Remembrance Day bugs me.
Not because of what it is, but rather for how we approach it. I find it interesting that the focus of Remembrance Day has shifted to WWII. Some may say that is more out of practicality, more living veterans were in that war, the original vets of Armistice Day are almost all gone now. I think though that it has as much to do with the fact that, as I heard on a program the other day, it was one of the few wars that had to be fought. It was about liberating people from tyranny. It was about the deaths of millions preventing the deaths of millions more. It was, in many ways, a 'just war'. Isn't that what we remember, the giving of lives for us (and others) to have freedom? For that war, it is an appropriate sentiment I suppose.
But the original day, Armistice Day, marked the end of WWI. (The end of it, that was the point) WWI was not about freedom. It was not about honour, or a higher cause. It was more akin to a schoolyard fight with deadly and cruel weaponry substituted for rock pitching. 'We'll show you our country rules!' 'yeah well you may have lots of guns but ours are bigger' 'You stink and you're gonna get it now'. Millions upon millions of people died as a result. It was the most catastrophic event in modern history, with so many other world events merely being fallout. For what?
So the label of fighting for freedom being applied to that war or anything to do with it has always irritated me to no end (Actually the war itself makes me angry-perhaps that is why my disposition is so snarky on this). I find it rather trivializing to the people who died there, whose lives were permanently scarred there, that when we come to remember there is all this talk of how noble this was and how we should remember as a way of saying thank you. Thank you for what? Being forced to become the fodder for a silly argument between a bunch of other countries acting like petulant children? I am not saying we shouldn't recognize that many of the soldiers were noble, brave and honourable; they were. But the cause was not. There was no 'cause', only death because well 'every generation needs it's little war to distinguish itself.' And it's pointlessness is compounded by the indescribable horrors associated with it-war tactics so awful attempts were made to outlaw them.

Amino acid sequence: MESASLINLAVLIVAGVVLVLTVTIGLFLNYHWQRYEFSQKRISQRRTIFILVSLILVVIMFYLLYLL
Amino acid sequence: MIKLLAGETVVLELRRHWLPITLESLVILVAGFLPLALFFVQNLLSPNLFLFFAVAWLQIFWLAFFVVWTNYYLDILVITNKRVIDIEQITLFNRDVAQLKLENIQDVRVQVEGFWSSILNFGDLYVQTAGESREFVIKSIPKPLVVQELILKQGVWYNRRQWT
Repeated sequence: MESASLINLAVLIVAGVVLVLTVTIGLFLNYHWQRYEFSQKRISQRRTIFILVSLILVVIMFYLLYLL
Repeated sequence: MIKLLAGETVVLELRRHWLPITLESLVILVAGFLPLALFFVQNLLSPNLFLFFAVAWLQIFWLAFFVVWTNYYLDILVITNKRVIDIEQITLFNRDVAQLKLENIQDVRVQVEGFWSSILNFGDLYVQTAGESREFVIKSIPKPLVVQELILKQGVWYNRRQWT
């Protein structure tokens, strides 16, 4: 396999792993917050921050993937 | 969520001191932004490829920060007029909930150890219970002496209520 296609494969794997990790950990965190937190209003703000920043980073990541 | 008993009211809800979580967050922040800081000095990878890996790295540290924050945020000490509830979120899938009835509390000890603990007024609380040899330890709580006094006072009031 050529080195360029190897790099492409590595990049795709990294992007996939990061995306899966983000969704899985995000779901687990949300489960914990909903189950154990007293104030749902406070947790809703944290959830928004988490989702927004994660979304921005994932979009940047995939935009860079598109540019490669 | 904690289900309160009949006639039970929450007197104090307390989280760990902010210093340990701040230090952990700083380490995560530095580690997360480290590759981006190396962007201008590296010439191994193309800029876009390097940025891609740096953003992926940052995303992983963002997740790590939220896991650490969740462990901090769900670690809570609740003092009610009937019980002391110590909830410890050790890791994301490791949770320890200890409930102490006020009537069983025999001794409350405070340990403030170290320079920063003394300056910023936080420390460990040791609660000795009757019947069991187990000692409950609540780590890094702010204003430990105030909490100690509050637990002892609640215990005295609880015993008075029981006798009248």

One thing the war and it's combatants did give us was the desire to think twice about going to war. It is not glorious, and it is not always a necessary evil. It was a total turning point for the way we thought about war. There is one thing to be thankful for, to remember.
Of course the second thing it showed us indirectly was that war is indeed at times a necessary evil. Had WWII started in 1935 or 36, it probably wouldn't have been WWII, but no one wanted another Great War or another lost generation. You can't blame the people for being war-weary. But each threat needs to be debated on it's own merits. People were being enslaved and murdered. Should something have been done? Well I suppose only if one hopes that another would do the same for them. Total pacifism is often as unconscionable as reckless bloodshed.
However fact is that the second World War was merely act 2, the horrific result of the events of the Great War. So even that returns us to the stupidity of such a war. Stupid. There's something to remember. These men died for nothing. Isn't that stupid? Isn't that wrong? That is what the original Armistice Day was about-remembering an entire generation crushed and fallen, so disillusioned they became the "lost generation". Yes there was thankfulness too-but for the fact that the theatre of battle was closed, not that people had been in it.
My great grandfather was there, a pinky finger away from lying in one of many mass graves. My grandma doesn't remember him talking about how they fought for freedom. She remembers him unable to enter a church because he had murdered. She also remembers him saying that if they wanted a war, why didn't the leaders fight themselves instead of sending kids to do it. My dad says that in fact he never talked specifically to any of them about the war. He would go back there sometimes; he was 'shell-shocked' and full of shrapnel. He was traumatised and burdened for the rest of his life by what he saw and experienced there.
This too needs to be remembered.